PARIS — Paris Coproduction Village, a three-year old sibling of Les Arcs confab, rolled out a slew of festival-friendly, crossover, international projects carried by filmmakers and producers with a track record in the festival circuit.

Macedonian helmer Teona Strugar Mitevska’s “God Exists, her Name is Petrunija,” New-York-based Ghanaian director Frances Bodomo’s “Afronauts” and Brazilian director Aly Muritiba’s “Blood Drenched Beard” were among the most buzzed-about projects pitched at the three-day showcase, which runs alongside the Champs-Elysées Film Festival.

Headed by Pierre-Emmanuel Fleurantin, the team behind Les Arcs Coproduction Village has leveraged its vast network of industry professionals and topnotch scouting team to harvest 12 fresh projects for its Paris confab out of the 290 submissions.

“There is a plethora of a co-production forum out there so finding original projects with strong concept as well as a definite commercial and international appeal is key to make the cut through the clutter. It worked at Les Arcs and it looks like it’s working here,” said Fleurantin, who is working side by side with head of industry Jeremy Zelnik, general manager Guillaume Calop and manager Alice Guilbaud, to put together the three-day confab whose goal is to place French sales agents and co-producers on international projects.

Zelnik said the selection committee also consulted with various industry players including sales agents to pick the right projects.

A female-driven feature set in Macedonia, “God Exists” follows a 31-year-old single, unemployed woman whose victory at a national contest traditionally dominated by men causes protests from authorities and widespread uproar. Taking place over 24 hours, the plot revolves around the young woman’s rebellion against prejudice and her country’s collapsed social and judicial system.

Mitevska is one the most established helmers attending the confab: “God Exists” marks her fifth film. Her credits include “The Woman Who Brushed Off Her Tears,” which world premiered at Berlin in the panorama section. “God Exists” is being produced by Sisters and Brother Mitveski Production.

“Blood Drenched Beard,” a thriller drama, follows a young man on a dangerous journey to uncover the mysterious death of his grandfather in a Garopaba, a sleepy and eery beach resort in Brazil. An up-and-coming director, Muritiba made his directorial debut with “To My Beloved” premiered at San Sebastian in the Horizontes Latinos last year, and had his short “Tarantula” premiere at Venice. Sophie Mas at Brazil-based RT Features is producing.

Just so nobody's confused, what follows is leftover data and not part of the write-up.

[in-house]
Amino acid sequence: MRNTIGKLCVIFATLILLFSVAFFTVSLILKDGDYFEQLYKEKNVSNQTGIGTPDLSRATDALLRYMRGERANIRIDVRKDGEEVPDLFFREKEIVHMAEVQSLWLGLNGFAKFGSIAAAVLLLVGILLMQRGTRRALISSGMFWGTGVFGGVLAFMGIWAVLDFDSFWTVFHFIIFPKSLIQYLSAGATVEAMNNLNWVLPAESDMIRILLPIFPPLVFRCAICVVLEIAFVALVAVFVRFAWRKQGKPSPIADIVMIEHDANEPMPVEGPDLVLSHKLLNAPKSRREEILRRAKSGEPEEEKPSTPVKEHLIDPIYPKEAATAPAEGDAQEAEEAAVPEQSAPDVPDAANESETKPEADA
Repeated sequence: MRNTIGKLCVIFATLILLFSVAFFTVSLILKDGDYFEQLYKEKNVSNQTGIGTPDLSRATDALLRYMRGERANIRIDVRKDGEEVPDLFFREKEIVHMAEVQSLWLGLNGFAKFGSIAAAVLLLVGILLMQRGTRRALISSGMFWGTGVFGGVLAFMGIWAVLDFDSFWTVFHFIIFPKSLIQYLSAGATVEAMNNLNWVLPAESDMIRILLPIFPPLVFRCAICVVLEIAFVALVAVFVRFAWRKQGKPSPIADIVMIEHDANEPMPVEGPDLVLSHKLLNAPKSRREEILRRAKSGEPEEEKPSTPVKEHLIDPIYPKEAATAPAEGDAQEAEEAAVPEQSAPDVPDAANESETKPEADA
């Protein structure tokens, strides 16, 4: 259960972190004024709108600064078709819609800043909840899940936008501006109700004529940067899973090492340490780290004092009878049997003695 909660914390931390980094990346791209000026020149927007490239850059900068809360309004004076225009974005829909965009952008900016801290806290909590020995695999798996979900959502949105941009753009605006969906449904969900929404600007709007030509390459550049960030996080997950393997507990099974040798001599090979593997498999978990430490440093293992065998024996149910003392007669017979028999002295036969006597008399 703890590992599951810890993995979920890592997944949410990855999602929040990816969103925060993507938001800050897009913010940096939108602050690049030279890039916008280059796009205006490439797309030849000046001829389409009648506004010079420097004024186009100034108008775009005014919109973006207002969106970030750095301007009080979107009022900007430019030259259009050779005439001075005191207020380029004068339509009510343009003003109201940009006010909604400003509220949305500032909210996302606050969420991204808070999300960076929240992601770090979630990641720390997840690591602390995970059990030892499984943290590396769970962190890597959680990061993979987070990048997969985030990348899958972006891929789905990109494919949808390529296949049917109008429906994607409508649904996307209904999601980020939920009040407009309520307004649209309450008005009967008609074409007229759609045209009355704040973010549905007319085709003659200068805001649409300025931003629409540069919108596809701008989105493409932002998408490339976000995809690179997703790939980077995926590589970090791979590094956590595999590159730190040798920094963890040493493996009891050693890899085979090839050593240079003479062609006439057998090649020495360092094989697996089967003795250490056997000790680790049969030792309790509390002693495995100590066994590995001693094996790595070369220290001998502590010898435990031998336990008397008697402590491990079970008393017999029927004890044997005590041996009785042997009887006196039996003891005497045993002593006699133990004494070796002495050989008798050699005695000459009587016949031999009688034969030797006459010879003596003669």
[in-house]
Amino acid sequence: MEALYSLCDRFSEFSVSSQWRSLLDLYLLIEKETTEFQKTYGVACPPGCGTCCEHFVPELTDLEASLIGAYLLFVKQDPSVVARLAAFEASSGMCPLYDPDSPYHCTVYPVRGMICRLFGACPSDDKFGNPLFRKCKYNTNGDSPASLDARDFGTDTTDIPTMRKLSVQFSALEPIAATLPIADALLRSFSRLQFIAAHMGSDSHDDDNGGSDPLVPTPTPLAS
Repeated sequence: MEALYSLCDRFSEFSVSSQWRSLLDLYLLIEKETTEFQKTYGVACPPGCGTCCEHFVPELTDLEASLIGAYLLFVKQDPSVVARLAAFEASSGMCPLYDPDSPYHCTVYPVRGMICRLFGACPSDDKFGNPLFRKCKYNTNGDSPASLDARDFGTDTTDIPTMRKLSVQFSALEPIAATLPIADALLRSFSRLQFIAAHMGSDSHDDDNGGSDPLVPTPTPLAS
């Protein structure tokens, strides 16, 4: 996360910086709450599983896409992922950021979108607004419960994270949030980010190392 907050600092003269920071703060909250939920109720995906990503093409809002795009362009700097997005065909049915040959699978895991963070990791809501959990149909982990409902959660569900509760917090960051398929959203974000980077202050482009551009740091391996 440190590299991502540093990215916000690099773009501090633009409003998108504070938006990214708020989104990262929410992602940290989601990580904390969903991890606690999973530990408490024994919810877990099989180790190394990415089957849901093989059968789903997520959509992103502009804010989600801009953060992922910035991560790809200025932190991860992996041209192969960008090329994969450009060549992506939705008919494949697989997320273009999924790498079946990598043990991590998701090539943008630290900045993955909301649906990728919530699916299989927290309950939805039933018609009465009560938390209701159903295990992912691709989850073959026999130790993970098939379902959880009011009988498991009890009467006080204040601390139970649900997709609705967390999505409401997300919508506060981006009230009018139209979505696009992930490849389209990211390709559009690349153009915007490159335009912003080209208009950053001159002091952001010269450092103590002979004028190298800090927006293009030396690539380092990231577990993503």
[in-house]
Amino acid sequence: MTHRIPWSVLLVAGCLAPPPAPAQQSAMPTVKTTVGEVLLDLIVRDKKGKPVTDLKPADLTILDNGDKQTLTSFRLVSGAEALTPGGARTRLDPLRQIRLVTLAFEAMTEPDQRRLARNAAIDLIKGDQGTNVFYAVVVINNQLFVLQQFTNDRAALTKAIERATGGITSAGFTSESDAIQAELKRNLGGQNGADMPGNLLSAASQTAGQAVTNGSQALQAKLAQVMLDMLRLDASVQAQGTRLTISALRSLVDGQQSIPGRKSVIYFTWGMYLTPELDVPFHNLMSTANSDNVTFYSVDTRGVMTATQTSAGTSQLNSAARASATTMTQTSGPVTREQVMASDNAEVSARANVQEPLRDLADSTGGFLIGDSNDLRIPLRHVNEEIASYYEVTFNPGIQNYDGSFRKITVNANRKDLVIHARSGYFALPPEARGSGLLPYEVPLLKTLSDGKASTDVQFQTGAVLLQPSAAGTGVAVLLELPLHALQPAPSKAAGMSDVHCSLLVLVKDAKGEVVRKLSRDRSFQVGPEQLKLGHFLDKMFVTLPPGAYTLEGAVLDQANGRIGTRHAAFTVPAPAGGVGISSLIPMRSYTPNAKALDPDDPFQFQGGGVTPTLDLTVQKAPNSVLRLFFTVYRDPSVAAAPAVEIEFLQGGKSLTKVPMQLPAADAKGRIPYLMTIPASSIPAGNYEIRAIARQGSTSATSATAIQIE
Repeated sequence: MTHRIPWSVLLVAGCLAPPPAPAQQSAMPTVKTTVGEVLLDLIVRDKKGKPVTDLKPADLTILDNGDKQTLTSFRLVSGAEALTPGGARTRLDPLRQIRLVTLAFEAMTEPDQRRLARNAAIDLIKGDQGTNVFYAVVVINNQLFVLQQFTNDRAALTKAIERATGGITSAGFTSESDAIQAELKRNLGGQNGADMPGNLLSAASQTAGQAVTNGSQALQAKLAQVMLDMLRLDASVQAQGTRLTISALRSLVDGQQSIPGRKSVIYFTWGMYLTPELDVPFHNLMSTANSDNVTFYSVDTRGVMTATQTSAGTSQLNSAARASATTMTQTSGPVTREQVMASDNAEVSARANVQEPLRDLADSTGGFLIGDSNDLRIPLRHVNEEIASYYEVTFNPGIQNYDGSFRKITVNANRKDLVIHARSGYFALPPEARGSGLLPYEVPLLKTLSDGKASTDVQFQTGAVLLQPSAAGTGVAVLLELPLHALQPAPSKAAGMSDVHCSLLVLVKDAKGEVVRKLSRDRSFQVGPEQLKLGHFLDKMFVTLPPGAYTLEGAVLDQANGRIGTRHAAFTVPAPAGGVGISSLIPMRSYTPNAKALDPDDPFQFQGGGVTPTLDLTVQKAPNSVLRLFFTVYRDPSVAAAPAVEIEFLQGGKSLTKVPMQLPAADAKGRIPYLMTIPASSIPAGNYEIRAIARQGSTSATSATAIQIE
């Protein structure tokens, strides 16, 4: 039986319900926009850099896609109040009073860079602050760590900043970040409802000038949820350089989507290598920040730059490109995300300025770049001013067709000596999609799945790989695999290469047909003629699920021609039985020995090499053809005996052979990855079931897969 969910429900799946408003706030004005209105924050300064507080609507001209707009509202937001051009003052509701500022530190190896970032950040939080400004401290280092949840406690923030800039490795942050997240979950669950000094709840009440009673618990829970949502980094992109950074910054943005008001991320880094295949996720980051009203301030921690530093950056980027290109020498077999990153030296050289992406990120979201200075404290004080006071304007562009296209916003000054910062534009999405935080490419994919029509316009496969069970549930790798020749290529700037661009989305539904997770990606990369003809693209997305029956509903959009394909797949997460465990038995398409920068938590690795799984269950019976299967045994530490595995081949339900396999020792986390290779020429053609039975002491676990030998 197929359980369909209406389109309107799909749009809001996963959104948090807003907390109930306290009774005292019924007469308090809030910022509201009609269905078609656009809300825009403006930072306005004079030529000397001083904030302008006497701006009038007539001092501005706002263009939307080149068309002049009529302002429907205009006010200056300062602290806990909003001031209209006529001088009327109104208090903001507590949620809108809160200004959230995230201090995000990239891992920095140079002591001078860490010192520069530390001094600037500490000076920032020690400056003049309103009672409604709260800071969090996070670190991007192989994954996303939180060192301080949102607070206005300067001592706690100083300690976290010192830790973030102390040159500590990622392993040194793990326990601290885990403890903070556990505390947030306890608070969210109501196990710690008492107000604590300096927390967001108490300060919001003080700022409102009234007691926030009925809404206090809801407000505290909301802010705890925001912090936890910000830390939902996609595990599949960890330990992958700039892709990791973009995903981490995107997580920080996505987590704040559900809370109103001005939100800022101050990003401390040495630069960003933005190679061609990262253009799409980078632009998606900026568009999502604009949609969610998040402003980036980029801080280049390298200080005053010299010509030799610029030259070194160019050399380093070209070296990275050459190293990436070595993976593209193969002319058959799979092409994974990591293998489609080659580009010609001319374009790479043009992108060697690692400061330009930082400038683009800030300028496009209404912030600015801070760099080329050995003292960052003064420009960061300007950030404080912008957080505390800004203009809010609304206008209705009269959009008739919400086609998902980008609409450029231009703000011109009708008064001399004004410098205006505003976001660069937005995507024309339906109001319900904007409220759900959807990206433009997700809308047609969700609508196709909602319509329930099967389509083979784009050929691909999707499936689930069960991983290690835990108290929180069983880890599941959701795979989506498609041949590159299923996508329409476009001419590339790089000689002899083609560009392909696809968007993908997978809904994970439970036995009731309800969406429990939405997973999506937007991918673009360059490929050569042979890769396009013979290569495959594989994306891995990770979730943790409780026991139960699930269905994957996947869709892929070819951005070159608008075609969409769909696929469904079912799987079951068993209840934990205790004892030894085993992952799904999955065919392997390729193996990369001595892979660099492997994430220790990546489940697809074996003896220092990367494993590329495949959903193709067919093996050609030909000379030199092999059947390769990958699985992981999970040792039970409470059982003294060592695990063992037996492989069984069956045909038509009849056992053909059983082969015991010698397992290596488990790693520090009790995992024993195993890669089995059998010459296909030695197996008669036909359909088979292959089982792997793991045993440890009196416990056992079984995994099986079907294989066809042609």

“‘Blood Drenched Beard’ is a project that can reach a wide audience well beyond genre fans; it also has potential to thrive in secondary markets,” said Zelnik, adding that the movie was carried by a fairly well-established producer of critically-acclaimed films such as “Frances Ha,” “Night Moves” and “Love Is Strange.”

Inspired by true events, “Afronauts” takes place in the aftermath of the Zambian independence in 1965 when an ingenious group of villagers built a homemade rocket in a bid to join the space race. “Afronauts,” which made it into Sundance’s writers lab, directors lab and editors lab, is the feature spinoff of Bodomo’s short by the name that played at top festivals, including Sundance, Berlinale and AFI. Bodomo last participated in “Collective: Unconscious,” an omnibus feature that played at SXSW. “Afronauts” is being produced by Ryan Zacarias, whose slate includes “A Ciambra” — Jonas Carpignano’s follow-up to “Mediterranea” — and Matt Porterfield’s “Sollers Point.”

Filipino director Lav Diaz, another vet helmer attending the Parisian forum, presented “When the Waves Are Gone,” a film-noir-meets-revenge-thriller that turned out to be a highlight. Produced by Manila-based Epicedia Productions, “Waves” turns on a man who spent 30 years in prison for robbing a bank and is out to take his revenge on his former accomplice, who escaped jail and ran out to an island with the cash. Diaz last directed “A Lullaby to the Sorrowful Mystery” which competed at Berlin and won the Silver Bear.

The Paris Coproduction Village turned the spotlight on Colombia with a selection of three projects and a roundtable on French-Colombian co-productions. Alfonso Acosta’s “Almost Never Too Late” proved the most popular of the three titles. Set in war-torn Bogota in 1989, “Almost Never Too Late” centers on a rebellious teenager who becomes the prime suspect of the murder of his high-school principal. Acosta made his directorial debut with the horror pic “The Crack,” which played at a string of festivals, notably Busan.

Turkey was also represented at the Paris showcase with Derya Durmaz’s “The Bus to Amerika,” a tale about an Iraqi boy living with his family in a refugee camp in Turkey who runs away after committing a sin. Durmaz, who is producing with Neves Polat at Mars Production, said the story tackles serious social and political issues in a playful way as it’s told from the child’s perspective.

Sales agents are keeping a close eye of the selection at Les Arcs and Paris, considering the many projects that went on to earn critical acclaim and festival prizes. Just this year, Laszlo Nemes’ “Son of Saul” won the foreign-language Oscar, while “Dogs” and “Wolf and Sheep” won awards at Cannes’s Un Certain Regard and Directors’ Fortnight, respectively.